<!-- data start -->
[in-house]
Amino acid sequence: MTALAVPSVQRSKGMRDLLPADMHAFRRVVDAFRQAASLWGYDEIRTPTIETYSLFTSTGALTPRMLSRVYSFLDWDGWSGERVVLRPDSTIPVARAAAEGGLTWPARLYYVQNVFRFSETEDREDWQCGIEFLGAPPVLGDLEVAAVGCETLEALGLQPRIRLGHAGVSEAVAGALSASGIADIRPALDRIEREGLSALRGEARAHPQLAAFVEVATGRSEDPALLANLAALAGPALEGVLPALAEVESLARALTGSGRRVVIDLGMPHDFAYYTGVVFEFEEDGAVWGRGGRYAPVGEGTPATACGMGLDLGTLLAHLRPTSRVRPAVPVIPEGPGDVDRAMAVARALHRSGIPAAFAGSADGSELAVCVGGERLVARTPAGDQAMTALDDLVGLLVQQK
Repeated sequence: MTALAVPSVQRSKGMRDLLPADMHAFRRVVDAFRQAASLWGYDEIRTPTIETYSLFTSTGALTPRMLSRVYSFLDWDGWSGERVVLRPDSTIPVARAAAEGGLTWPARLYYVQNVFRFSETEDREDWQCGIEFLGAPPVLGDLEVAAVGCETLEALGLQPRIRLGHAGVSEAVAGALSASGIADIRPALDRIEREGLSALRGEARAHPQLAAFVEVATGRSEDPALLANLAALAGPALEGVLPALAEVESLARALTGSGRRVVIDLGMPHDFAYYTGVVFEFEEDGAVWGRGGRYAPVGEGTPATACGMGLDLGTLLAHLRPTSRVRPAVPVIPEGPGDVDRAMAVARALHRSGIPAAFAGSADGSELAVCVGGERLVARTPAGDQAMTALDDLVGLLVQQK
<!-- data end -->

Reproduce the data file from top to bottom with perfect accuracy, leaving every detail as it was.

[in-house]
Amino acid sequence: MTALAVPSVQRSKGMRDLLPADMHAFRRVVDAFRQAASLWGYDEIRTPTIETYSLFTSTGALTPRMLSRVYSFLDWDGWSGERVVLRPDSTIPVARAAAEGGLTWPARLYYVQNVFRFSETEDREDWQCGIEFLGAPPVLGDLEVAAVGCETLEALGLQPRIRLGHAGVSEAVAGALSASGIADIRPALDRIEREGLSALRGEARAHPQLAAFVEVATGRSEDPALLANLAALAGPALEGVLPALAEVESLARALTGSGRRVVIDLGMPHDFAYYTGVVFEFEEDGAVWGRGGRYAPVGEGTPATACGMGLDLGTLLAHLRPTSRVRPAVPVIPEGPGDVDRAMAVARALHRSGIPAAFAGSADGSELAVCVGGERLVARTPAGDQAMTALDDLVGLLVQQK
Repeated sequence: MTALAVPSVQRSKGMRDLLPADMHAFRRVVDAFRQAASLWGYDEIRTPTIETYSLFTSTGALTPRMLSRVYSFLDWDGWSGERVVLRPDSTIPVARAAAEGGLTWPARLYYVQNVFRFSETEDREDWQCGIEFLGAPPVLGDLEVAAVGCETLEALGLQPRIRLGHAGVSEAVAGALSASGIADIRPALDRIEREGLSALRGEARAHPQLAAFVEVATGRSEDPALLANLAALAGPALEGVLPALAEVESLARALTGSGRRVVIDLGMPHDFAYYTGVVFEFEEDGAVWGRGGRYAPVGEGTPATACGMGLDLGTLLAHLRPTSRVRPAVPVIPEGPGDVDRAMAVARALHRSGIPAAFAGSADGSELAVCVGGERLVARTPAGDQAMTALDDLVGLLVQQK